Now fair warning, dear reader, if you are an American like myself the following post may come as a blow to the very soul. For this is a post about the Christmas Fair at Oxford… an event that occurred THREE WEEKS BEFORE THANKSGIVING.
Now, I know, I know, since Thanksgiving isn't a holiday in the UK, why should they care whether their christmas festival is before or after that (in my mind, at least) sacred cut-off between autumn and 'the holidays?' But really, isn't having a Christmas market in the FIRST WEEK OF NOVEMBER a little excessive??! The ridiculousness of that scheduling just made me all the more thankful for Thanksgiving in the US, which (attempts) to keep the holiday madness at least contained into a one-month block of bacchanalean consumerism, as opposed to the two-month onslaught in the UK that begins before Halloween.
(Oxford Christmas lights went up 1 Nov - but at least they're pretty!)
But I digress.
A few weeks ago, my friends and I took an evening to explore the Oxford Christmas Market, a street fair that shuts down all of St Giles' for one weekend in November. We'd all had somewhat mediocre weekends up until that point--a wash of work, stress, and nights out gone slightly awry--but the fair worked pretty much instantly to turn the mood around.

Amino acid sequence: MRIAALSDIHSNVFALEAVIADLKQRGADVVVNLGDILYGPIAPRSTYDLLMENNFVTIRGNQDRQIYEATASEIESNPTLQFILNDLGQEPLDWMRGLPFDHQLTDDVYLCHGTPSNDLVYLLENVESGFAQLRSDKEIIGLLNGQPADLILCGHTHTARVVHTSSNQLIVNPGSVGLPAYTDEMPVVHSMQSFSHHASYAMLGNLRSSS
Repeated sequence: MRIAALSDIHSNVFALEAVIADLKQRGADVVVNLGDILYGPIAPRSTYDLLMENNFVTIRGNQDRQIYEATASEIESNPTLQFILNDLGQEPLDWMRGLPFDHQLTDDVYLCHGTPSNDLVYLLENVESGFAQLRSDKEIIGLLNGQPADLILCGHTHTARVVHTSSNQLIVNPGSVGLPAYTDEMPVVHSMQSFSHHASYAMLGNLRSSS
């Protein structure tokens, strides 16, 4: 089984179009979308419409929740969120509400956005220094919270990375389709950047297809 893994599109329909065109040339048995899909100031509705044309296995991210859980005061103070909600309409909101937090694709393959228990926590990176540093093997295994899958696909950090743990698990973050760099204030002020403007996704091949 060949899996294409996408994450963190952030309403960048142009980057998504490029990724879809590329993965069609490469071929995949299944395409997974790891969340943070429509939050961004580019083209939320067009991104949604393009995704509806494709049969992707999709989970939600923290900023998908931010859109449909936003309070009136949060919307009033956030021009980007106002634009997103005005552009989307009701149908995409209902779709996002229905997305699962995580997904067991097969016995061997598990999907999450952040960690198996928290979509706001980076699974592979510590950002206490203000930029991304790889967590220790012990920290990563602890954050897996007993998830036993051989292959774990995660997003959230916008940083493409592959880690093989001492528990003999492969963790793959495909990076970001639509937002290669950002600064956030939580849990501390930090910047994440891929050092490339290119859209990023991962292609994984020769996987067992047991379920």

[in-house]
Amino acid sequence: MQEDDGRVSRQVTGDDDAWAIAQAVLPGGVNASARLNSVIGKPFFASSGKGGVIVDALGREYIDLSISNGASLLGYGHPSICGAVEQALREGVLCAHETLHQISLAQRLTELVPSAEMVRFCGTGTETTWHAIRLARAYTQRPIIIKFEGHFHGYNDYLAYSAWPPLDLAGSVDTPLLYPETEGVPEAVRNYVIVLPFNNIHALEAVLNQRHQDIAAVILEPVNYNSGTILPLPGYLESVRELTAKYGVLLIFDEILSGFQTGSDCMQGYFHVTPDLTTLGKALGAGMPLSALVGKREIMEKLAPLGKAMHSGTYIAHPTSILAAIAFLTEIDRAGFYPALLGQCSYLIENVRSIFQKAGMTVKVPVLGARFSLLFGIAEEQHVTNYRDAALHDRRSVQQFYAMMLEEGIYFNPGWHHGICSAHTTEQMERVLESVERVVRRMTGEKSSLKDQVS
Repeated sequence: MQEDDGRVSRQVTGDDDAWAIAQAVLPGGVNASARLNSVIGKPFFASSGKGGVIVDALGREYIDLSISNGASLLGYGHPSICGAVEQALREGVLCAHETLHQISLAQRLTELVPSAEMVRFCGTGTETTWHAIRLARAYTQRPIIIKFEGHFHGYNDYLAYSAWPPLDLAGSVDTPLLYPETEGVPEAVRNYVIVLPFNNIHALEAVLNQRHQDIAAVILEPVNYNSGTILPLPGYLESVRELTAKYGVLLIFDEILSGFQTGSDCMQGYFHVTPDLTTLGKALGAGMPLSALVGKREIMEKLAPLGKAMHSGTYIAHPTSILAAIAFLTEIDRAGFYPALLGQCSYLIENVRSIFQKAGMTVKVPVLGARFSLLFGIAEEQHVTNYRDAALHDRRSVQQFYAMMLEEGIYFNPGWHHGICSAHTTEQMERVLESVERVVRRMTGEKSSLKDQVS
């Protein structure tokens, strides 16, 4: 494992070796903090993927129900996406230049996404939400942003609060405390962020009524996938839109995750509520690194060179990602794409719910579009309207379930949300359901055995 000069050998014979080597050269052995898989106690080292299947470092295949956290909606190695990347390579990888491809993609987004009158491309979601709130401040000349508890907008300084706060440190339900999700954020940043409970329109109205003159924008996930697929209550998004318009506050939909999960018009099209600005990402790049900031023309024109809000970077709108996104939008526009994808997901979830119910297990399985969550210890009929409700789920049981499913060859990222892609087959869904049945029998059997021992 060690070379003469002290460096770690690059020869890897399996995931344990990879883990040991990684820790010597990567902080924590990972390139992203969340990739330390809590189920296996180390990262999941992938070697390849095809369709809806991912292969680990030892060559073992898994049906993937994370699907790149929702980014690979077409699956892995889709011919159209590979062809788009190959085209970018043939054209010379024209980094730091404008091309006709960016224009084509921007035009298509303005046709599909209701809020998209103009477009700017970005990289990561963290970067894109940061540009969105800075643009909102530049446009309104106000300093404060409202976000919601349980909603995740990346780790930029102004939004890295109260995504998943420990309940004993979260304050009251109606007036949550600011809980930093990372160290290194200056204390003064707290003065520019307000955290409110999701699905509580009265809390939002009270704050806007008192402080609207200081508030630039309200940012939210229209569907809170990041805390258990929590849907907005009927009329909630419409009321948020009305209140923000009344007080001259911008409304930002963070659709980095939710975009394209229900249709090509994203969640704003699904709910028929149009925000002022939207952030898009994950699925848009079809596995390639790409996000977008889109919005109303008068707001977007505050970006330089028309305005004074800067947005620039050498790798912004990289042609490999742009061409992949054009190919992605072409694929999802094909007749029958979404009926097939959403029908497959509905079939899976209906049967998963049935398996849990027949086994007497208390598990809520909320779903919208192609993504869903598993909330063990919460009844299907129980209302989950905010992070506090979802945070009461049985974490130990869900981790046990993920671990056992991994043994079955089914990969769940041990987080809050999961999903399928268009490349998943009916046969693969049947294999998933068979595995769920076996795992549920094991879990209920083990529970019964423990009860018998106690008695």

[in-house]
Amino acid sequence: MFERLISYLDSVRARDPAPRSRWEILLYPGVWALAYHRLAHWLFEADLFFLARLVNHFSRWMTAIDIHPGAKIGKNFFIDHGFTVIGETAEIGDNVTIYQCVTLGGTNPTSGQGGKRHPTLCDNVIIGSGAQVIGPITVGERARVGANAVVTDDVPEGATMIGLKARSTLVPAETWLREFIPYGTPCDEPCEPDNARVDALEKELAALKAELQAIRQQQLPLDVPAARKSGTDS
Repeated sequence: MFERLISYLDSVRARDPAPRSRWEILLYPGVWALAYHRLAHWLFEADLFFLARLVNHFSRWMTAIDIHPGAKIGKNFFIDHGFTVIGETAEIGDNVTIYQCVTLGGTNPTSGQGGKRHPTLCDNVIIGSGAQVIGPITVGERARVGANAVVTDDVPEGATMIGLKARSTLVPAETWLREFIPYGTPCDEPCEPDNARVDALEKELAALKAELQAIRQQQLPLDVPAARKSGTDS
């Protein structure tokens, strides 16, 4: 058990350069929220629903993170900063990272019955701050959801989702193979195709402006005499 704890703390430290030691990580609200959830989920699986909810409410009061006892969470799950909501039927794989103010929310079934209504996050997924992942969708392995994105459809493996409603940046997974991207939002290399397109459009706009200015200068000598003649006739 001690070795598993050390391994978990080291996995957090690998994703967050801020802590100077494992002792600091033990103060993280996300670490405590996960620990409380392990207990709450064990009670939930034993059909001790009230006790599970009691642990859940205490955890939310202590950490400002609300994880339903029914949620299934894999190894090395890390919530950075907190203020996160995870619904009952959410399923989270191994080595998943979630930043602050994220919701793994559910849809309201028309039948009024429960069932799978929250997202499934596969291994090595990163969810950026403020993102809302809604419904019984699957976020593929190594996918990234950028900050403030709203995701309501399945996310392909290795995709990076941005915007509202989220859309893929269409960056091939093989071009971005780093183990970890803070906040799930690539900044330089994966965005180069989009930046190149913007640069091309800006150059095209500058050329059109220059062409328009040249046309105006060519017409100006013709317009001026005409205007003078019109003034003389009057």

I've been to a few Christmas markets before, and there's something just intangibly wonderful about them: the crisp air mediated by a piping cup of mulled wine, the festively decorated stalls selling baubles, and the carny-like food (which, I can't lie, I adore).
(Bubbles and mulled cider! I think I was more excited about this than my friends were, haha)
(Swings, my favorite carnival ride by far)
(There were also some live performances, including this guy who performed French spoken word in a tweet jacket while being backed up by an old dude playing a bass clarinet. All right then.)
But now that it's actually December, bring it on! I've been blasting Christmas music and am off to buy presents and an ugly Christmas sweater (jumper?) as we speak. It's the best time of the year.